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Writer's Dilemma Using The Trash Can Versus Recycling Your Writing

By Author: Paul Patterson
Total Articles: 31

If you like to write, like I do, and you write for a while, you learn something that writers learned centuries ago, back when they first started scribbling thoughts on cave walls using dyes made from berries: Writing is HARD WORK.
Let me take that back, writing is easy, good writing is hard work. It's difficult to be entertaining, amusing, insightful, educational and informative. Sometimes it's difficult enough just being legible and not sounding like you are insane. So how do prolific writers manage to pen so much good material? Great writers, from Shakespeare to Stephen King, even encounter writer's block sometimes. It's not like Charles Bukowski or Kerouac sat down at the breakfast table every day and said 'EUREKA, I have a new best seller. Thanks for the inspiration, Frosted Flakes.'
No, writing takes time, effort, persistence, a certain bit of skill, a lot of determination, and a great deal of work. If you work at becoming a writer, you do feel like you've been inspired each and every time you have an idea. Every thought that enters your head, you begin to feel that you must write down. You should, too, if you're serious about writing, but not every idea you have is destined to be the next great novel, or the next great article, or even the next great grocery list. Or even something that you will want associated with your name in public, at any time, ever. Some ideas are doomed from the start, but when you first have them, you always think they're great. I mean, somebody wrote The Dukes of Hazzard, Knight Rider and the Love Boat, and somebody thought that those were good ideas. In some cases, people still thought those were good ideas 20 years later, because somebody decided to remake The Dukes of Hazzard and turn it into a big budget movie. I bet somewhere there has been serious discussions of a Knight Rider movie as well, because a remake of a TV show about a talking car is a better idea than finding new, fresh writers, right? But I digress.
So how do you know when you have a good idea, an idea that, with some work, could become something good, or an idea that is destined to line the bottom of the garbage can? You're told to write every idea, even every dream you have, down. That is basic writing for beginners 101. Then you wake up one day and your desk is covered with Post-Its, your office is covered with notes, and you can't find the living room because it's buried in a sea of written ideas on scrap paper. Do you use these notes and doodling? Can you recycle old ideas and unfinished, uninspired pieces by interweaving them with new thoughts, creating a much better updated version from an old idea?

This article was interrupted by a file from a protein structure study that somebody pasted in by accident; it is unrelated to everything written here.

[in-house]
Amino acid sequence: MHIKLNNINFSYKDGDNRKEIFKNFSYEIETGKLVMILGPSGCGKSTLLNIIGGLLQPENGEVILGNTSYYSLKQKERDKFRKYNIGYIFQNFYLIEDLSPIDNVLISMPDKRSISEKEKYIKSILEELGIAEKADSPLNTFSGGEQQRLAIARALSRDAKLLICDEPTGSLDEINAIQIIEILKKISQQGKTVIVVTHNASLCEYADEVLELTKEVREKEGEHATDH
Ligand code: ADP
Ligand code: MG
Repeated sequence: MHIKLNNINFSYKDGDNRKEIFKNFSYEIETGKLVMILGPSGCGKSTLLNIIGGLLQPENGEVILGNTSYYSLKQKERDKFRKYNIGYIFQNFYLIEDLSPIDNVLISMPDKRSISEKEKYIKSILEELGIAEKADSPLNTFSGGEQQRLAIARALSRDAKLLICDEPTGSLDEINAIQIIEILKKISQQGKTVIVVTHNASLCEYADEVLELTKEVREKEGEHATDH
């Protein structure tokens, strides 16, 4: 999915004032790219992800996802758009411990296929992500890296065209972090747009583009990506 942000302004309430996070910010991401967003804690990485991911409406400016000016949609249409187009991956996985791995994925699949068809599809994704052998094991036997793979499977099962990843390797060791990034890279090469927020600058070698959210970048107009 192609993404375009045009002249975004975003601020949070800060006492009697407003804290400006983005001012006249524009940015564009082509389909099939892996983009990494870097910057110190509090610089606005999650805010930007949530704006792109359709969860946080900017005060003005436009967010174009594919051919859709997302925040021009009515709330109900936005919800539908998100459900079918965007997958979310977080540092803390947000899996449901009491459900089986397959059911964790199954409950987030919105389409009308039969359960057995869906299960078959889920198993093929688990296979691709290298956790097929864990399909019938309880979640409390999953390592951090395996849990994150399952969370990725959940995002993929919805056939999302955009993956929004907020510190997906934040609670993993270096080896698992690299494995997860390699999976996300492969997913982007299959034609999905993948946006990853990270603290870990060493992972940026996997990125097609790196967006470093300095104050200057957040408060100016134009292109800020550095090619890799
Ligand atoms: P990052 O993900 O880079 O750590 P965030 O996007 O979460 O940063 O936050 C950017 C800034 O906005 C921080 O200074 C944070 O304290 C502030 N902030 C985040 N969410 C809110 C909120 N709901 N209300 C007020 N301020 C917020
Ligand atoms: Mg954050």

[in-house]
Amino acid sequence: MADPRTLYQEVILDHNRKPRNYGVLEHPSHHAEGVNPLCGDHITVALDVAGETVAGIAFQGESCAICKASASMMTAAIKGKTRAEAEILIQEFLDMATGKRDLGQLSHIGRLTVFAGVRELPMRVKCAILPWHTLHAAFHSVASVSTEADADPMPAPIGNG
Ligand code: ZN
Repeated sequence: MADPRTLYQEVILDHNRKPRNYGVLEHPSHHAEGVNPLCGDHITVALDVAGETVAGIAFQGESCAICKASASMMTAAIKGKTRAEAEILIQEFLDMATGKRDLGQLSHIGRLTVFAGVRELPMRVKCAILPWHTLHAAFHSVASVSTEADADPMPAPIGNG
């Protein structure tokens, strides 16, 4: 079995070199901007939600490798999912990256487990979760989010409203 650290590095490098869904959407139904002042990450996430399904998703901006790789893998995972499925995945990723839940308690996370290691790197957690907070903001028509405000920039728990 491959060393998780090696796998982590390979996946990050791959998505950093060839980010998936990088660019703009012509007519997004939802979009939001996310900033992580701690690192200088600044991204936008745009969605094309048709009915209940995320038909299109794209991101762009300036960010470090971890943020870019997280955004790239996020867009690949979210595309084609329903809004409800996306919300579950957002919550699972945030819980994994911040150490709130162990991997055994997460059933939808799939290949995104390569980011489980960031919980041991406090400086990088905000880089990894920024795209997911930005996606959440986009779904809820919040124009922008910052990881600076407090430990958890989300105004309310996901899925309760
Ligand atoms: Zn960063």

Yes, you can, and sometimes, that is where the greatest writing comes from.
I, as a former ASCAP songwriter and performer, believe firmly in recycling. My music career ended early due to an accident, and I was left with many unpublished songs that I had written during my active years. Today, those song lyrics have become integrated into my poetry. Waste nothing, I say. Just like we are taught to recycle things at home because it's good for our environment, recycling ideas can be good for our writing careers. Thanks to the depressing economy, many people stretch the dollar by becoming quite creative at home, reinventing new uses for old stuff. They think twice before throwing out something that might save a buck some day. We do it daily, with food and when decorating our homes. So why can't we, as writers, re-use what we have written, ideas that were rejected by a publisher or even through our own scrutiny as perfectionists? We can and we should. There's nothing better than finding something that you've written a few months or years down the road, something you completely forgot about, only to discover that it's not half bad. Your own idea, with time, can inspire you to write something great. But that is the key. Many ideas need time, some a very long time, to grow and develop. So save those notes and look at them later. They might inspire you and help you to become a better writer. Or, a few years down the road, they might look even worse than they did the first time and they might embarrass you. If that's the case, then its time to call in the garbage can to do its job. After all, not every idea is a great one. Even Einstein made mistakes, that's why he never got out of Middle School!


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